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Patient Safety & Pain Management

Patient Safety & Pain Management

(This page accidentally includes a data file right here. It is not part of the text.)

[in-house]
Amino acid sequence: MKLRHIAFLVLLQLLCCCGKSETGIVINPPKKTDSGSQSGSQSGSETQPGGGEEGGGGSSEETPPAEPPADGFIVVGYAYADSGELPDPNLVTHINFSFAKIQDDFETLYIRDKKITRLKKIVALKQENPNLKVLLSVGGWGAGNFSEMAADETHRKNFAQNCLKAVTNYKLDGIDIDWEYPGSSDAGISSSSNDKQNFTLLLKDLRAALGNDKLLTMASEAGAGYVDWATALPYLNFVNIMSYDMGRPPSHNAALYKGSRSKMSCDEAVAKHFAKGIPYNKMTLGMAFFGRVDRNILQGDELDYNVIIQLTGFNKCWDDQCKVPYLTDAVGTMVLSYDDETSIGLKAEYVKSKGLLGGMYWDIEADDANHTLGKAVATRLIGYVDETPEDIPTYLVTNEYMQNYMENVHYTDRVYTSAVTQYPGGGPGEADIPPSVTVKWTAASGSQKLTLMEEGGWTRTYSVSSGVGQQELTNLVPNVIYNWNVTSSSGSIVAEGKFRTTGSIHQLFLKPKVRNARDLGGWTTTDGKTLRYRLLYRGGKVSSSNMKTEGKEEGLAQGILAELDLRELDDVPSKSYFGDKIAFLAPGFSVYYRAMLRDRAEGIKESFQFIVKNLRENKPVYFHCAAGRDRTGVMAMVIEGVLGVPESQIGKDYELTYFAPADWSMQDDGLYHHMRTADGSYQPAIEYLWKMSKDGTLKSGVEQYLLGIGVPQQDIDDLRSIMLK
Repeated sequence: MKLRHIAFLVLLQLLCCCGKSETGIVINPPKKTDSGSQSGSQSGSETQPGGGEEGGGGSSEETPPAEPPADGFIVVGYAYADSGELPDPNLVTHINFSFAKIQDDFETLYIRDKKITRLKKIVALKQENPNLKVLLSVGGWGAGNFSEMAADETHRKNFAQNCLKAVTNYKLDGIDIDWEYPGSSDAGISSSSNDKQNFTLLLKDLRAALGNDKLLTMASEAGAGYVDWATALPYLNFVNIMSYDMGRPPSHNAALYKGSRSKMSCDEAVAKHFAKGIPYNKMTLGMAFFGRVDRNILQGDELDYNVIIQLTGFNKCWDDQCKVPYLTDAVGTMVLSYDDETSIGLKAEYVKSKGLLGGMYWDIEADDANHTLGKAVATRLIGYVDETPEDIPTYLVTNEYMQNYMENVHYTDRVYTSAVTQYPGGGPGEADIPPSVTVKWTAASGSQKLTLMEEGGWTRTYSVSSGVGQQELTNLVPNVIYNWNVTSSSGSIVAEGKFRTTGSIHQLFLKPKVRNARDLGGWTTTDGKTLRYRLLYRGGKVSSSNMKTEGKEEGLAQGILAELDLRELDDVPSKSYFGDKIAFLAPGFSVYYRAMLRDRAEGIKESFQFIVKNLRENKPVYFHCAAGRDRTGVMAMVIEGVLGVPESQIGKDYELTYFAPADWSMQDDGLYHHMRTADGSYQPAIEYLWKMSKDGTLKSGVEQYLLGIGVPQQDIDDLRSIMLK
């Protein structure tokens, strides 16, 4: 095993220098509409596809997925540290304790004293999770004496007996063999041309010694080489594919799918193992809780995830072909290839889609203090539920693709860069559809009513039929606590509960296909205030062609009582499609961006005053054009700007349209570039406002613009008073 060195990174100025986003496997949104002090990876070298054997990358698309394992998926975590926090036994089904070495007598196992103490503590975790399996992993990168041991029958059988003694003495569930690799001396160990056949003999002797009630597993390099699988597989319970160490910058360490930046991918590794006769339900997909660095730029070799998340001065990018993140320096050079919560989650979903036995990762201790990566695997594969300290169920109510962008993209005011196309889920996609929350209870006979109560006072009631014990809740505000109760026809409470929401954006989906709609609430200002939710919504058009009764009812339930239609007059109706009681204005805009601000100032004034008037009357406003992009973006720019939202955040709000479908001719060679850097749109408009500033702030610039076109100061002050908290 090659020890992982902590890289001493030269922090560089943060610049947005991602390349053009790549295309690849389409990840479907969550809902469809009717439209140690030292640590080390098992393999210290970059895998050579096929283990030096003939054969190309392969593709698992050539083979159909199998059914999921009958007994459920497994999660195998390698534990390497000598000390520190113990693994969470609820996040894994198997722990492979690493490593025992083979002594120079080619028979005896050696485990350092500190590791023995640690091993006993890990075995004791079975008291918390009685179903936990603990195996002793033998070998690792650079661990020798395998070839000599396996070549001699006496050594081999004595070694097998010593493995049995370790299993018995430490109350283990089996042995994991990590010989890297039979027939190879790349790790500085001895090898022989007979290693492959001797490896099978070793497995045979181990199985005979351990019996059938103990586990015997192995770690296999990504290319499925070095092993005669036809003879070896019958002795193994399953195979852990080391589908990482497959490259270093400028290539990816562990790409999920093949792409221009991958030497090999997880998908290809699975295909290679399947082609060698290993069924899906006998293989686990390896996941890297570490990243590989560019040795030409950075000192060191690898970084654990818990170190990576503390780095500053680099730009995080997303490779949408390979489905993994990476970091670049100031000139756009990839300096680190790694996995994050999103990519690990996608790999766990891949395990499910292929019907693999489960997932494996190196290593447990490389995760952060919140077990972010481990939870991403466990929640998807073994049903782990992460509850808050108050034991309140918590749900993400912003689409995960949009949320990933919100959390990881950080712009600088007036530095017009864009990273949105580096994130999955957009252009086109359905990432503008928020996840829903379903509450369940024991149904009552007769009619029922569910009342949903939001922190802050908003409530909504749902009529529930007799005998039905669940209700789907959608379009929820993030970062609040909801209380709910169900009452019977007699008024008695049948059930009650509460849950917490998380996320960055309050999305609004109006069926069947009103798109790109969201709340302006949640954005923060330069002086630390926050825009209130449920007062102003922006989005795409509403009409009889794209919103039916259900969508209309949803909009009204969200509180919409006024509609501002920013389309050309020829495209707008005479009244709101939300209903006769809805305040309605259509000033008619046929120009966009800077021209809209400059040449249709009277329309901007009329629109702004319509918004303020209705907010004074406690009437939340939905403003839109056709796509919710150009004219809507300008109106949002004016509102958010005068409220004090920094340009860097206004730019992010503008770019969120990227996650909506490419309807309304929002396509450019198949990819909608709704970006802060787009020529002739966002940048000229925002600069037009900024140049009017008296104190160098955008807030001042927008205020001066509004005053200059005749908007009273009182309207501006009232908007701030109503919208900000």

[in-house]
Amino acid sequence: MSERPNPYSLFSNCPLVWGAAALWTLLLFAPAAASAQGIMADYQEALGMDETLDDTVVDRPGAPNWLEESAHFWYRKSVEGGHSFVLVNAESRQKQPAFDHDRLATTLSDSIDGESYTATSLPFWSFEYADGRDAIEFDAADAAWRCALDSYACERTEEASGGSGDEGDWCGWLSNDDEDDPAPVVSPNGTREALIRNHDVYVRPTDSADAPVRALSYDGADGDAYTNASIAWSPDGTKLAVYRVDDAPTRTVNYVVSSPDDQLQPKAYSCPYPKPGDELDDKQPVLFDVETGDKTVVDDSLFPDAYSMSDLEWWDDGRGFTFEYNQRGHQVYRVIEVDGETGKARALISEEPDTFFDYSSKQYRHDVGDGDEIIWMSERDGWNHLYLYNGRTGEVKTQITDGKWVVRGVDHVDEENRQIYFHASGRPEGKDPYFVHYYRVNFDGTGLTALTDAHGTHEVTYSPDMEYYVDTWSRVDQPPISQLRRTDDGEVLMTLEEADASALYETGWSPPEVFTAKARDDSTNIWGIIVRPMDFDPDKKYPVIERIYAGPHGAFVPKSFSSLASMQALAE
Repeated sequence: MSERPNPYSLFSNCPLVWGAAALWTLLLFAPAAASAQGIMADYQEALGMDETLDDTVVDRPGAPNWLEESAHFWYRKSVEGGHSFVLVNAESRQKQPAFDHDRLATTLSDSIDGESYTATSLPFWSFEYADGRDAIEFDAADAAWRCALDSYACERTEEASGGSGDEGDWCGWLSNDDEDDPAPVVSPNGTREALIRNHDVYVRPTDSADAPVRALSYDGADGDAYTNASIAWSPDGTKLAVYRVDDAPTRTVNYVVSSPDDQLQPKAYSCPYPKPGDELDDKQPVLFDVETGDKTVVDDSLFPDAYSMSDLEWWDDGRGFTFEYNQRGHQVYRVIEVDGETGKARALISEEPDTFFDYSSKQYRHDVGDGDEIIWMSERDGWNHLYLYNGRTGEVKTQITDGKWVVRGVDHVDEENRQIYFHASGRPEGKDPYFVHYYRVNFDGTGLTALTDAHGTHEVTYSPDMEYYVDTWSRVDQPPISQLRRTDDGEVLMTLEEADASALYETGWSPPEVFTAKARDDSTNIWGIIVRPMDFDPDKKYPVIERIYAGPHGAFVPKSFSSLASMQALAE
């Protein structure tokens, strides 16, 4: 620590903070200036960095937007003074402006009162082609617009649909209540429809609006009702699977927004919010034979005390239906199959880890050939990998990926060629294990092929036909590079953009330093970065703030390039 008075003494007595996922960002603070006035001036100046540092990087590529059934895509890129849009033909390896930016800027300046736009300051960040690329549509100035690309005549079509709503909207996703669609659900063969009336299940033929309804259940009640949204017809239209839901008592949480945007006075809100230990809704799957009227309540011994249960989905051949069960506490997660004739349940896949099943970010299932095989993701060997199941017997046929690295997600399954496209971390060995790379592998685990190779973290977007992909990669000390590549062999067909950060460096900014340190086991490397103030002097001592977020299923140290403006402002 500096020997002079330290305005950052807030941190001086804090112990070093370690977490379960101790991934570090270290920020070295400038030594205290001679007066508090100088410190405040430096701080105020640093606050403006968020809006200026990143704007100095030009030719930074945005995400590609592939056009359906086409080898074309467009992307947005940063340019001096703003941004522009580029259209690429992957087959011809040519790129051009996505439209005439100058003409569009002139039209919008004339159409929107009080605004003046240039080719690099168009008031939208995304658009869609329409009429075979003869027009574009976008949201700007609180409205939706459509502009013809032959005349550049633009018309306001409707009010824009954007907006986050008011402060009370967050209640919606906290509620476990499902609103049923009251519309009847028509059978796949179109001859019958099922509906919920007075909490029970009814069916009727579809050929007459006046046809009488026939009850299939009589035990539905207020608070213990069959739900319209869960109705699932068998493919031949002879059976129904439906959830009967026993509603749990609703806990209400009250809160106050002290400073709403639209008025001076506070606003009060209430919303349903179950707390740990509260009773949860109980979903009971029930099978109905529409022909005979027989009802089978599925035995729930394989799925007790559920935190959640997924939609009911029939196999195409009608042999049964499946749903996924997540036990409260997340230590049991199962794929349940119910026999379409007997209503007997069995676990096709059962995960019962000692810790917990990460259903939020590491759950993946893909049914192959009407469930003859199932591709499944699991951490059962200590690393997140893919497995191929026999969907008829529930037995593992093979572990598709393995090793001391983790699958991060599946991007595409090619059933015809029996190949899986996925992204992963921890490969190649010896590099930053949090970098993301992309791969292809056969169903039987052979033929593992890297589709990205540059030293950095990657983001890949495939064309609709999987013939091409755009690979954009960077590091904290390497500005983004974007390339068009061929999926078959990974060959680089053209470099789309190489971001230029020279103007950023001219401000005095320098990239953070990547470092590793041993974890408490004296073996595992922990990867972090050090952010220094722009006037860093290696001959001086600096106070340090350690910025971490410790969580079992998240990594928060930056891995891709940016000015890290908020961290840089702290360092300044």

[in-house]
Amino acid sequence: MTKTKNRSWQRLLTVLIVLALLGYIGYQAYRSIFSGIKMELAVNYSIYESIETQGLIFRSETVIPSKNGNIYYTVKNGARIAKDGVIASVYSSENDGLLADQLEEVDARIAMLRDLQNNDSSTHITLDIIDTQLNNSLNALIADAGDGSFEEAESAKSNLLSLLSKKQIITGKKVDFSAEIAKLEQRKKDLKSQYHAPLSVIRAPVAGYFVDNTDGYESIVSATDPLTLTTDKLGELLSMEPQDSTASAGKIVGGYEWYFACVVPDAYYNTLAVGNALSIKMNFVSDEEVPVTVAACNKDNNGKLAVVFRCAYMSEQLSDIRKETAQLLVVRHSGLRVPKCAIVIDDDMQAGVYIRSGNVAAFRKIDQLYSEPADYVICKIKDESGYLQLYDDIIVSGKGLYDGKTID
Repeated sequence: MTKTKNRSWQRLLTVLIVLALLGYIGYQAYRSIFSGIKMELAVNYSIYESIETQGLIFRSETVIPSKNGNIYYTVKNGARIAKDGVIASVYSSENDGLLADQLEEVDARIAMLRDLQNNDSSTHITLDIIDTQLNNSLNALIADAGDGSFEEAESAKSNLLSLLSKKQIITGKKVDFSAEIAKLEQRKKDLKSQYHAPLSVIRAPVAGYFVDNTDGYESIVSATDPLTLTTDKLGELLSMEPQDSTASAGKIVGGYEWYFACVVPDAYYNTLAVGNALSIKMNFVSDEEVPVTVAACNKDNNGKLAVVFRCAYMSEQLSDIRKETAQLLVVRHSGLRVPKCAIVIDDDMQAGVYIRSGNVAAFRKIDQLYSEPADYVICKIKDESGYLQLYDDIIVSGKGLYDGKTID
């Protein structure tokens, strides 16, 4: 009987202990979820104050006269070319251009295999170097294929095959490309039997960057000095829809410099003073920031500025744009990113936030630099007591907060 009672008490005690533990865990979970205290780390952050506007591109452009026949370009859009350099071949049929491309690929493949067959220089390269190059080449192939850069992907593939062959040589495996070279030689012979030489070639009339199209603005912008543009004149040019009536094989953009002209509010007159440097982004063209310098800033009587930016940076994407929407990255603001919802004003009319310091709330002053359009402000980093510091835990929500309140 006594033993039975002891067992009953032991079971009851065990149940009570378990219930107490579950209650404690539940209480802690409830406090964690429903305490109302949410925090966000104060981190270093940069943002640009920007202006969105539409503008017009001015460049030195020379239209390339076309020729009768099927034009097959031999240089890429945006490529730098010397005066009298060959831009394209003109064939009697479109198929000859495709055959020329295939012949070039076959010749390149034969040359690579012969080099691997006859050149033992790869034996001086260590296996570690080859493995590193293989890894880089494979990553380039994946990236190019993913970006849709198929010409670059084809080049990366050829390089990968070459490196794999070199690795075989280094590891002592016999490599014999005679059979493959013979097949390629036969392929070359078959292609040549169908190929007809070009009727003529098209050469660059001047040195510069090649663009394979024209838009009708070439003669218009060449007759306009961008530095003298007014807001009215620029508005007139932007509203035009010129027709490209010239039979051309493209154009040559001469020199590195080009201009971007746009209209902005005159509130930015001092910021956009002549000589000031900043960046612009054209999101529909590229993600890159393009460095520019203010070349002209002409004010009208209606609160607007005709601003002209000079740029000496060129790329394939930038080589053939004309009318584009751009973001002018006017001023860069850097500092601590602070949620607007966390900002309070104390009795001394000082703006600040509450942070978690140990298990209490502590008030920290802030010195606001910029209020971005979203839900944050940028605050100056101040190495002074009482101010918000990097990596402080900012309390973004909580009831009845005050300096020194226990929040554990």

According to current estimates, more than 76 million people in the United States suffer from chronic or acute pain. Opioid analgesics are a widely accepted treatment for severe acute pain, but use of these medications to treat some types of chronic pain remains controversial. “The challenge with chronic pain is that it can occur in the context of numerous diseases and syndromes,” explains Daniel J. Castillo, MD. “The problems associated with opioid use—including underprescribing, overprescribing, tolerance, dependence, and drug abuse—highlight the importance of safe opioid use in hospitals and other healthcare settings.” Research has shown that pain is a leading cause of disability and can have deleterious effects on ability to work, functional status, and other quality-of-life domains. Unalleviated pain can impair the immune response, impede wound healing, affect gastrointestinal and pulmonary functions, suppress appetite, and delay ambulation after surgery. The number of opioid prescriptions for pain management has increased substantially over the last 20 years, in part due to a growing consensus that opioids are appropriate for some patients with pain. At the same time, there has been an increase in prescription opioid misuse and associated mortality, affecting adolescents and adults of all ages.   A Sentinel Event Alert issued by the Joint Commission in 2012 provides a number of actions that can be taken by hospitals to avoid the unintended consequences of opioid use among hospital inpatients (Table 1). It also provides clinicians with strategies for avoiding accidental opioid overuse (Table 2). “Opioids can be helpful for some patients, but it’s important that clinicians recognize and understand that there are risks to consider,” Dr. Castillo says. Joint...
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